Wednesday, 7 January 2015

Between Two Thorns - Emma Newman

As mentioned in my previous post, I love buying people presents. However, being slightly skint at Christmas meant that I had to set myself a £10 limit on everyone's presents, which meant I mostly ended up going for a book + chocolate orange combo. So of course, I had to choose the MOST ABSOLUTELY PERFECT BOOK OF ALL BOOKS EVER. I didn't mention in my previous post but I get really really overenthusiastic about recommending stuff to people and then as soon as I've done so I suddenly get incredibly insecure abut whether or not they'll like it. Which is odd because I've never judged someone harshly on a recommendation they've given me, even if I didn't like it I never viewed it as a bad reflection on them (unless you know, it was truly awful and horrific), but there you go. The concluding point of all of this is that I bought my mum this book for her Christmas because I thought she'd like it, and she actually loved it which made me super happy! She was very insistent that I read it soon so we could talk about it, so I did!

I remember spotting this book in Waterstones last year and thinking it looked interesting, but I bought it for mum because it's set in Bath which is near where we live and one of my mum's favourite places. I actually really love when books are set around places I know well, I get a little glow being like "I have been to this place they are describing!" I also really really love stories about fairies. This is definitely something carried over from my childhood. I spent hours running round the garden trying to find fairies, although these were the innocent flower fairy type ones. Then I started reading more books that explore the whole trickster untrustworthy fae type thing which I find really really interesting! For example, stuff like Lords and Ladies by Terry Pratchett, Jonathan Strange and Mr Norrell by Susanna Clarke, and, my absolute favourite, The Girl Who Circumnavigated Fairyland In A Ship Of Her Own Making by Catherynne M Valente. I might love fairytale inspired books EVEN MORE than I love books that riff off of Greek mythology, which is saying something!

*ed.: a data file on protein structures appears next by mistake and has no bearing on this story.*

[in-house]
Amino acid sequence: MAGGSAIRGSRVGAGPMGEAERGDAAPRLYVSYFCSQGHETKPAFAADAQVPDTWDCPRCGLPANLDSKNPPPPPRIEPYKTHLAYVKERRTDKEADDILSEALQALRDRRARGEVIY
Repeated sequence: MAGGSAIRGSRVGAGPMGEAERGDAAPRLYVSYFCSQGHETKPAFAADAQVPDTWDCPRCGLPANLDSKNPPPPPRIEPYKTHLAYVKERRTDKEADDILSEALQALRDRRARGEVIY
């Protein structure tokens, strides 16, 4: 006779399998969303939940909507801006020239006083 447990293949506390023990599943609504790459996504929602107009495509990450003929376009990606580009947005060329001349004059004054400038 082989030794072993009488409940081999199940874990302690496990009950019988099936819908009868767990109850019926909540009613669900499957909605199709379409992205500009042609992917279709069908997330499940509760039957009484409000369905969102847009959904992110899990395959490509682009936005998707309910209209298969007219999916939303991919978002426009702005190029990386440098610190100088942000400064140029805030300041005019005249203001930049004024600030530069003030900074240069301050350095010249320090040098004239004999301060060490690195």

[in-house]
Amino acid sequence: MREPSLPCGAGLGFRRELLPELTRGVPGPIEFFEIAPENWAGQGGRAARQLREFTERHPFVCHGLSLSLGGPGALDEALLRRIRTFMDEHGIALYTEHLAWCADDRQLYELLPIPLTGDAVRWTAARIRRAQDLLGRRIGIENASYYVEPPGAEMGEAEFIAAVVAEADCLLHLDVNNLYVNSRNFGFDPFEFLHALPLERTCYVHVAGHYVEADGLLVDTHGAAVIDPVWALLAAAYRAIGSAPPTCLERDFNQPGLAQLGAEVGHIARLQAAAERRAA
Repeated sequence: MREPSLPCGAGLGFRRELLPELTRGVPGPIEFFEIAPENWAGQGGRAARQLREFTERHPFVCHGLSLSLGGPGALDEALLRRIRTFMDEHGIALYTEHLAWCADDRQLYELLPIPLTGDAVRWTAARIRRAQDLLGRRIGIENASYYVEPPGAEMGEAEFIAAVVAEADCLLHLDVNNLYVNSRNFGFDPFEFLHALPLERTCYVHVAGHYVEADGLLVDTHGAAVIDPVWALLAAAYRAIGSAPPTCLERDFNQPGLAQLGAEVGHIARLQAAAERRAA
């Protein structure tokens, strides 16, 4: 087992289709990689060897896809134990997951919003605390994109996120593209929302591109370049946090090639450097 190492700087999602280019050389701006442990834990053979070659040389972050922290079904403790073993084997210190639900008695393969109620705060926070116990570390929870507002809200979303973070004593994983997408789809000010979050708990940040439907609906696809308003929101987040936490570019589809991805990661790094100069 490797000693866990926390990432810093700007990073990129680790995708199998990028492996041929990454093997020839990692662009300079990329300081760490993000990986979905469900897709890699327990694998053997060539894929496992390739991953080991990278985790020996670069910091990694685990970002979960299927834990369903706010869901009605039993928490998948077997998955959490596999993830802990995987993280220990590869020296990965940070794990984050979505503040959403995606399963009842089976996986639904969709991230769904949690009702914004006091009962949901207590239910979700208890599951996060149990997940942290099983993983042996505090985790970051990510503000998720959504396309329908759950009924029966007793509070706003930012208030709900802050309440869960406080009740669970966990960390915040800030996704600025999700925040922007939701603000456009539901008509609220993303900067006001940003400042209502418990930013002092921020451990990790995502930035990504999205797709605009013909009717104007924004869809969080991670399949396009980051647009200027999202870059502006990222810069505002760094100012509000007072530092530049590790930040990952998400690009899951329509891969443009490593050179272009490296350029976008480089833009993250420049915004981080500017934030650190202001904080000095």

Now, onto my reactions:

I thoroughly enjoyed this book! I'm definitely going to buy the rest of the series because I'm really interested to see where it's going to go next. In a way it's a very familiar story; you have a magical society that's very Victorian, plus a protagonist who wants to escape and carve out a different life for themselves etc. But there were a lot of things about this that made it stand out a bit.

My favourite thing by far about this book is Cathy herself. I absolutely adore her! Fact is, if I was in her situation I would also want to run away from an oppressive Victorian society and go study at uni and watch sci fi shows and generally enjoy all the benefits of electricity and hot water and the like. Plus it's a tiny detail but I love how much she swears. I just think it's way more realistic! I don't dislike William but I also don't love him either. I'm interested to see how he develops in further books; he has the potential to grow into a really likeable character or he could turn into an utter prick. We shall see!

Another detail I really liked was that of the Arbiters. They are essentially the equivalent of the police force, except in order to be an Arbiter you have to have your soul disconnected from your body. When they want to file reports and suchlike, they use statues as vessels for their souls and communicate through them, which sort of means you have moments where the person is interacting with themselves, but it's like two completely different people arguing over things. It's really interesting and I'm intrigued to see what happens to the character of Max.

This book definitely reminded me of a lot of things, but it also had enough of its own original ideas that it didn't feel old. There are so many different elements that I'm really interested to see develop so I need to get my hands on Any Other Name soon!

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